As a DM it is important to keep communication with players to make sure that the game is the best it can be. There are lots of things that a DM needs to keep track of and sometimes communication is passed over. Whether it is at the table or though just talking with your players over coffee I cannot stress how important it is for a dungeon master to have an open line with their players. It is important to take notes, even if its a quick jot to make sure that you can remember what was said and writing things down shows that you actually care and find player input important. I tend to try to keep a journal open or a google doc open so things can be taken down in the middle of the game if something important is said or if there is something I want to address later.
As a DM I try to keep track of player information in a google doc that I can continue to add more things as players develop their characters. I have it into three categories: What the character looks like and basic info. Next is what I know of the backstory, followed by what are the player's wants in game. A DM is a resource to help players and can help provoke thoughts about how the players will want to use their characters and help integrate them into the world and campaign the DM builds.
When it came to my Pathfinder game I had my players fill out a character web that included name: inspirations, pet peeves, personal goals, fears, hopes and their bucket list. These details allowed me to make encounters and character based story arcs to add into the campaign to make sure that each person had something unique to them going on. At the bottom I had faults/flaws, their description of both personality and physical appearance and their common behaviors. If the player had any NPC family or NPCs who are important to their story arc I also made sure that a NPC character sheet was attached with their player notes.
Google forms and google drive has been a great place for me to keep track of communication. I have created a google form for each section of the campaign listed below. It allows players to give me information that can help provide a better game experience that is unique to their wants and needs.
Beginning of Campaign
On this form I put the basics of character name, race, and what class(es) are they planning on taking.
This is where I also ask for details about characters: background story ideas, character fears, pet peeves, any character regrets, two rumors and a lie about their characters that could be spread and any existing enemies or rivals the characters may have prior to adventuring.
I also have players mark all of the things that are important to them that they hope to find in the campaign.
Middle of Campaign
This is when I ask them what are they happiest about the campaign and what they wish was different.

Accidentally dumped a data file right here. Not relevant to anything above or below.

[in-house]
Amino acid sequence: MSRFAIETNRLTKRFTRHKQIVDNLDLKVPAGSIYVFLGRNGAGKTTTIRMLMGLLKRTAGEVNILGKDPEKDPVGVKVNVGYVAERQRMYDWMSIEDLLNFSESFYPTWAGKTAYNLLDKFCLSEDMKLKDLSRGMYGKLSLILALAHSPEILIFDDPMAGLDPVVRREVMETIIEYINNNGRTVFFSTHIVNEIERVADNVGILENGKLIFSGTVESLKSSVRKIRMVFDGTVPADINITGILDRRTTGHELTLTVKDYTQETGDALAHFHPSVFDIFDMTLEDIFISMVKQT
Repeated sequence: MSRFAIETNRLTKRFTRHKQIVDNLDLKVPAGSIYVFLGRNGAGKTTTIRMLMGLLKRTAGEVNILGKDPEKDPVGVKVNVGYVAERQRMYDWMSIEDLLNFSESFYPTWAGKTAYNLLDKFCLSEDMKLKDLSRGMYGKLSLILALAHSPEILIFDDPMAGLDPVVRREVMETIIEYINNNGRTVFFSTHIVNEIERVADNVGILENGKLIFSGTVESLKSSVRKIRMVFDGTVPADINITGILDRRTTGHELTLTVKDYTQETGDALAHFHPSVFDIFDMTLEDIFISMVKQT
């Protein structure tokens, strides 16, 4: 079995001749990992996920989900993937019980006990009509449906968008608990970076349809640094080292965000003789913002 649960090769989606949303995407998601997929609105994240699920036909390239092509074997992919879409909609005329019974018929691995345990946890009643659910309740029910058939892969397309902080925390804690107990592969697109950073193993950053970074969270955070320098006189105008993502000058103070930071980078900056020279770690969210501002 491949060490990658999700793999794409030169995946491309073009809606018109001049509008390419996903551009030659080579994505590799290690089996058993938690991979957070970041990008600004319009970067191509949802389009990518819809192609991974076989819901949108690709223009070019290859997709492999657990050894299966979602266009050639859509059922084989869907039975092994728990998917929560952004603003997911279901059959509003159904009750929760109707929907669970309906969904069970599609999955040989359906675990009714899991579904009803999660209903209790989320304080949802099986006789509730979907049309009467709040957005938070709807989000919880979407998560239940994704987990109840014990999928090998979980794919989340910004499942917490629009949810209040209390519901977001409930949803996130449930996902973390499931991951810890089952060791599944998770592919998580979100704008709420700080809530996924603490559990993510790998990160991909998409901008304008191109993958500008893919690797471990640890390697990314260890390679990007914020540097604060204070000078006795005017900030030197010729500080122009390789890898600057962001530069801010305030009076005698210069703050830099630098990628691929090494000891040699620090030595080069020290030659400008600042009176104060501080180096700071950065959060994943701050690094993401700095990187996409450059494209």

I have players update me on on what is their PC's current character motive.
I also ask what details about their backstory they hope to have played out.
I ask what is one thing that the player has always wanted to do in D&D, but never been able to do before and would really like to try.
At this point of the game they should be high enough level to have magic items or go in areas that could have items. I ask players what is their top 3 magic items they wish they could have/find.
End of Campaign
This is where players tell me if their character lives to the end, what do they see themselves doing after they stop adventuring?
Are there any other backstory things you would like to wrap up?
During the Game
While playing the game, it is important as the DM to give the players all the information that they could want or need. Whether it is giving killer descriptions to rooms, giving details to the world or even making sure that players have everything they need to make the best decisions possible.
At the end of the session I usually ask "Any questions, comments or concerns" to make sure that the players are able to communicate with me thoughts that they had about the session. Even if they don't say it over the voice chat or at the table they know that they can send me a private message as well.
The Dungeon Master is also the person who has to establish rules and boundaries at the table. It's important that they know the play styles of those at the table and be able to help smooth over any conflicts that players come across during the game and make sure that everyone feels comfortable .
I have open communication for my players using Facebook, Discord, and Roll 20. I have the messages up during gaming so players can ask me things, "whisper" things, or ask for clarification on things that are going on.